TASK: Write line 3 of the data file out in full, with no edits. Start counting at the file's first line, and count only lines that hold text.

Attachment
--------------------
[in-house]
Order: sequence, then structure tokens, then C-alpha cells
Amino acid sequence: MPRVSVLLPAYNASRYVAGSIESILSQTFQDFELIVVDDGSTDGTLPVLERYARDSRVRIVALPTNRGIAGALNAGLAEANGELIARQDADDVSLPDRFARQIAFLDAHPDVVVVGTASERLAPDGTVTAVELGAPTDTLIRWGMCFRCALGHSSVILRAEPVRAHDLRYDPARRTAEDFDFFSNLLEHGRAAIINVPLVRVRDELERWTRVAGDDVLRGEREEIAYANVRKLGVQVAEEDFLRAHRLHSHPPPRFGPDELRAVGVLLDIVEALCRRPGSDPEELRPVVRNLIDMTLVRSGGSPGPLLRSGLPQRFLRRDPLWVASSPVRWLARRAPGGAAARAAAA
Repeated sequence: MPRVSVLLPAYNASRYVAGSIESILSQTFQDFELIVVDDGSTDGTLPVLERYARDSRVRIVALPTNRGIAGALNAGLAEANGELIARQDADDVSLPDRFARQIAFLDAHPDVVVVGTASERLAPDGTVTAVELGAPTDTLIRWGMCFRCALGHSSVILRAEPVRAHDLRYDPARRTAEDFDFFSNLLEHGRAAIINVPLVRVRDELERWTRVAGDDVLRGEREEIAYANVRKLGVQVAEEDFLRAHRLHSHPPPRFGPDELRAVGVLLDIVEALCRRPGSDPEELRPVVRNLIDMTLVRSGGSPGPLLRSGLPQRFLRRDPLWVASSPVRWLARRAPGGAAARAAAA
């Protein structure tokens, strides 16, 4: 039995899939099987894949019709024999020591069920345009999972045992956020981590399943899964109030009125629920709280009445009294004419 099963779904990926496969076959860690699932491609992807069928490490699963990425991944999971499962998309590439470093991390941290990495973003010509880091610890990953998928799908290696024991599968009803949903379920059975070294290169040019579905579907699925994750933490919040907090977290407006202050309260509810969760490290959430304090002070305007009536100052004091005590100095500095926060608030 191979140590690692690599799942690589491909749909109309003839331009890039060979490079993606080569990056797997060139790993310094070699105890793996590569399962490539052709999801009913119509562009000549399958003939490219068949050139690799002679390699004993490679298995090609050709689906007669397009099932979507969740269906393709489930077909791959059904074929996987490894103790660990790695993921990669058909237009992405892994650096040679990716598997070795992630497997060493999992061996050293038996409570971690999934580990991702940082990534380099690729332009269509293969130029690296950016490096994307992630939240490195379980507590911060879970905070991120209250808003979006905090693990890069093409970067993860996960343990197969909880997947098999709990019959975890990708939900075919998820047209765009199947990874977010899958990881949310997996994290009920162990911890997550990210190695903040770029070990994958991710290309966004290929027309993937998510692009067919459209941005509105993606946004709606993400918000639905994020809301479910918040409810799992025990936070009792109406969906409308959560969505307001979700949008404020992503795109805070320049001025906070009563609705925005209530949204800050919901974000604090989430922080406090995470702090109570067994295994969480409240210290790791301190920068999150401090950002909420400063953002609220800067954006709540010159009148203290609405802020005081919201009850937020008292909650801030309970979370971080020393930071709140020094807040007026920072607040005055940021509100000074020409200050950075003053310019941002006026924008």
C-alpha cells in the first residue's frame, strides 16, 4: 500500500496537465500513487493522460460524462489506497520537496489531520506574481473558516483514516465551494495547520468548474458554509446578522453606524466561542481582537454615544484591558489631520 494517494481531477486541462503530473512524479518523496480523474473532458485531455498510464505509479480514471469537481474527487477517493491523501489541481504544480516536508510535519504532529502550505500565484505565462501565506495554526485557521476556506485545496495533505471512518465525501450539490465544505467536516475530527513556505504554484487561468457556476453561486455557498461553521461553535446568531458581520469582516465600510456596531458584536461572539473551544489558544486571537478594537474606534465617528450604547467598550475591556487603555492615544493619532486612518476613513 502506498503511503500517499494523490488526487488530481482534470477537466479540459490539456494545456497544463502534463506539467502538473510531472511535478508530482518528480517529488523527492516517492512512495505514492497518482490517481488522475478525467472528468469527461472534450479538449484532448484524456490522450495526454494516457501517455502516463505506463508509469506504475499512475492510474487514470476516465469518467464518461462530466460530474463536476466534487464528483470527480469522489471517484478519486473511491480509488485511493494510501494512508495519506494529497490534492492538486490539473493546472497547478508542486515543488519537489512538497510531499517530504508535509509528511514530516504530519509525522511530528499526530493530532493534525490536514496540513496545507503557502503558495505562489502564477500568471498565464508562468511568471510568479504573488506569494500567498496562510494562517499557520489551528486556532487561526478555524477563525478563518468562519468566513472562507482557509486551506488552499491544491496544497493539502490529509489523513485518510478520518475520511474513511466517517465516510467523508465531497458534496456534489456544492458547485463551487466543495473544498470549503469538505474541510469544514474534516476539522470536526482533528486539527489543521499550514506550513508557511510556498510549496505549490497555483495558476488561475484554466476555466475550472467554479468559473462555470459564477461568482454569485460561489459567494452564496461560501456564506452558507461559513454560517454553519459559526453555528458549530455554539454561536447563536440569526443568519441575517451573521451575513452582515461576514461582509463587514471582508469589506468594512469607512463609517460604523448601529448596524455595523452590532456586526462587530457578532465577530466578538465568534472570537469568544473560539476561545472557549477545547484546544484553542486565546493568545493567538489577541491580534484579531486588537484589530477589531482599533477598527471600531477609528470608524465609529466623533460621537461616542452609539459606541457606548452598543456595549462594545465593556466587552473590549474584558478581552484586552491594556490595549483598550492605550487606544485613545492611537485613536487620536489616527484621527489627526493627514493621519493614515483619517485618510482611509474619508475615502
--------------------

Amino acid sequence: MPRVSVLLPAYNASRYVAGSIESILSQTFQDFELIVVDDGSTDGTLPVLERYARDSRVRIVALPTNRGIAGALNAGLAEANGELIARQDADDVSLPDRFARQIAFLDAHPDVVVVGTASERLAPDGTVTAVELGAPTDTLIRWGMCFRCALGHSSVILRAEPVRAHDLRYDPARRTAEDFDFFSNLLEHGRAAIINVPLVRVRDELERWTRVAGDDVLRGEREEIAYANVRKLGVQVAEEDFLRAHRLHSHPPPRFGPDELRAVGVLLDIVEALCRRPGSDPEELRPVVRNLIDMTLVRSGGSPGPLLRSGLPQRFLRRDPLWVASSPVRWLARRAPGGAAARAAAA